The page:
hydraulic pressure between layers of felt, diied at 110°, No. 64, April, 1879.

and ignited in the ordinary manner. Report presented by M. Ed. Collignon on the Occurrence and Life of Bacteria and their InfiuElectric Brake of M. A. Achard.—The moment that ence upon Yeast.- MM. Schnetzler, Bretefeld, Downes, an electric circuit is broken, whether by the separation of Blunt, and Gunning.-Light is hostile to the development a part of the train, by carriages getting off the line, or by of bacteria and microscopic fungi. The exclusion of fire, the wheels are automatically locked.

oxygen occasions the death of bacteria, but p:omotes Report by M. Sebert on the Electric Bells of M. putrefaction. Laville.—The arrangement of this apparatus cannot be made intelligible without the aid of the accompanying illustration.

Reimann's Färber Zeitung,

No. 16, 1879.

Tartar Emetic in Dyeing.–The author points out Revue Universelle des Mines, de la Metallurgie, &c., that tartar emetic, as used in cotton-dyeing, serves pot

Tome 4, No. 3, November and December, 1878. to fix the aniline colours themselves, but merely to fasten Explosions Caused by Dust.—This paper recounts the tannin, thus playing the part of an indirect mordant. the faas laid before the Société d'Encouragement by Several experiments have been instituted at the Färber Prof. Lawrence Smith in November, 1878, and the Akademie in order to ascertain whether this application discussion on the same subject at the Academy of Sciences of antimony can be pronounced injurious to public health.

It was found that water, in which cotton yams dyed with No. 1, January and February, 1879.

aniline colours on a mordant of tannin and tartar emetic

had been steeped, or especially boiled, gave distina inRelation between the Temperature of the Earth dications of antimony when tested in ordinary manners. and the Depth below the Surface.-P. Van Dijk.- The quantity of the metallic compound fixed on the fibre The author draws the following conclusions :-)he in- / seems, indeed, far too trifling to have any effect upon crease of the geothermic scale proves that the earth is i human health. Still, in view of the panic which has engaged in a continual process of cooling. This increase seized upon the public mind, and of the tendency of the corresponds to the law of the refrigeration of a spherical literary and political press to attribute all mysterious body, having a uniform elevated initial temperature. The attacks of sickness to the influence of poisonous dyes, &c., degree of cooling differs much for different parts of the Dr. Reimann-in our opinion very judiciously-advises earth's surface, according to their geographical and thermo- dyers to dispense with the use of antimony, which will logical position, and exercises an important influence on doubtless be found by no means necessary.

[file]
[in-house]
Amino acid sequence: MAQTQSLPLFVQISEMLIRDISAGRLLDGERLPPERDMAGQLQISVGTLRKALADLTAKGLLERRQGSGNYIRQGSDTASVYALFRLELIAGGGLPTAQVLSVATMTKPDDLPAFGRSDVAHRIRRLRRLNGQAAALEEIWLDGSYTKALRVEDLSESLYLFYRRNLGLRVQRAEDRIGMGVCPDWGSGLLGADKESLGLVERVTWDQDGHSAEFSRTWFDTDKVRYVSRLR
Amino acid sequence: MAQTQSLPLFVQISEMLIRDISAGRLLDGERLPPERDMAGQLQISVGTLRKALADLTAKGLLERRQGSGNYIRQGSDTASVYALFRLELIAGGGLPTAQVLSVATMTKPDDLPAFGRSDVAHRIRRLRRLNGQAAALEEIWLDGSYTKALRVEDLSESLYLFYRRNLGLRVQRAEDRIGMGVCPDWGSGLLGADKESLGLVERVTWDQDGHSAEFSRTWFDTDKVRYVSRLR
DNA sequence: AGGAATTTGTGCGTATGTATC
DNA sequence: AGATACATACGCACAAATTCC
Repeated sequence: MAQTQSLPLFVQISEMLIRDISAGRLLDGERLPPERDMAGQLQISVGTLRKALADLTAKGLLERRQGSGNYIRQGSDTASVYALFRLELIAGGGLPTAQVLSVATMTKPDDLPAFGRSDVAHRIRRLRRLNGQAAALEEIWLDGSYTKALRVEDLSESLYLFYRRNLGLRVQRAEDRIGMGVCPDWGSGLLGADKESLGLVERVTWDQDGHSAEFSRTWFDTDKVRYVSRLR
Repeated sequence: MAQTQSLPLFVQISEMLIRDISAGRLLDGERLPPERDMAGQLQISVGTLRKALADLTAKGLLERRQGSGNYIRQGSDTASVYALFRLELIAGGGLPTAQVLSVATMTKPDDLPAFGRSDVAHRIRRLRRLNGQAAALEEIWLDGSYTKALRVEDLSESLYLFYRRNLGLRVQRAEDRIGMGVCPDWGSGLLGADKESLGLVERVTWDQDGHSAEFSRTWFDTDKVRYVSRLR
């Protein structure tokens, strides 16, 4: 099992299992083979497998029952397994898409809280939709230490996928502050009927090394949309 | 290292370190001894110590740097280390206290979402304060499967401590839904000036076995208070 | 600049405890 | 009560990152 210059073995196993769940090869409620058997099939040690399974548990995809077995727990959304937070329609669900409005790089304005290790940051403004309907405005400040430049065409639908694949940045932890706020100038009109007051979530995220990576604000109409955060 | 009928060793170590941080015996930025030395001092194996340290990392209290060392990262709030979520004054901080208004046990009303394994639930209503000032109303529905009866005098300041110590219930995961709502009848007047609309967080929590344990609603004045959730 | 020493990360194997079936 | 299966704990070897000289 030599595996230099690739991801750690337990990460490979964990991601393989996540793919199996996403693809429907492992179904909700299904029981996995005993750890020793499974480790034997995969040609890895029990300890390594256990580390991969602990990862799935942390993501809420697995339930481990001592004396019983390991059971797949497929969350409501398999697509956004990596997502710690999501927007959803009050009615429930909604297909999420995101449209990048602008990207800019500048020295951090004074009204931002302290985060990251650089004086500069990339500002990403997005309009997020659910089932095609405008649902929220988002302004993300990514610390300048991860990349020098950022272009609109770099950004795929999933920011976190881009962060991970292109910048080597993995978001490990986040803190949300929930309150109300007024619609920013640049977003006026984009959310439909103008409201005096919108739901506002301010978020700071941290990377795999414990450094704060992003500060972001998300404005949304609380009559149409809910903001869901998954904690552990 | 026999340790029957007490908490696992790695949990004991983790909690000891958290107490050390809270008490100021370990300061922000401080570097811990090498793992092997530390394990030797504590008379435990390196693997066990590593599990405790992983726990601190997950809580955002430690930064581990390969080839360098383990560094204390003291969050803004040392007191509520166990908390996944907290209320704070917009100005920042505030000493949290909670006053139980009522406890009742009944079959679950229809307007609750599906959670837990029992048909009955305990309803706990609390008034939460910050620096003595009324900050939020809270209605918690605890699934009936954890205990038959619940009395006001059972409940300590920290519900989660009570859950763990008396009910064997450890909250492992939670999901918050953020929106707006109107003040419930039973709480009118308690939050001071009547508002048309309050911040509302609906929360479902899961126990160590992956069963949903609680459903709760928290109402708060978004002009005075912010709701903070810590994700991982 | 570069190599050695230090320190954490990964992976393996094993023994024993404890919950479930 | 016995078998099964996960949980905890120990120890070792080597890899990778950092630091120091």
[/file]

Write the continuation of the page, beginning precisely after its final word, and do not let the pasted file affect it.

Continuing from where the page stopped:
matter.

,} Chemical Notices from Foreign Sources. June 6, 1879.

253 No. 17, 1879.

No. 16, April 17, 1879. This issue is mainly taken up with the specification of Reduđion of the Cost of the Electric Light.-M. F. V. Kallab's patent process for bleaching animal fibre Delaurier.--By preventing all access of atmospheric air with hydrosulphurous acid.

the duration of the carbon points is increased ten-fold, and the working cost is reduced by two-thirds.

Physiological A&ion of Benzol.-M. Bensch.-The Chemiker Zeitung.

author shows that benzol, which has been proposed as an No. 16, April 17, 1879.

anæsthetic, acts as a poison if inhaled as vapour or inInflammability of Petroleum.—The first part of a troduced into the circulation. paper on the possible sources of error in testing petro- Spectroscopic Optics.-M. Moigno, in translating leums, and the precautions needful for obtaining com- Prof. Piazzi Smyth's lecture on “End-on Illumination," parable results.

points out that he has been to some extent anticipated Poisonous Colours.—The Association for the Pro. by Dr. van Monckhoven (Les Mondes, 1877, p. 177). tection of Chemical Industry, in Germany, has petitioned the Reichstag that no colour shall be condemned as dan.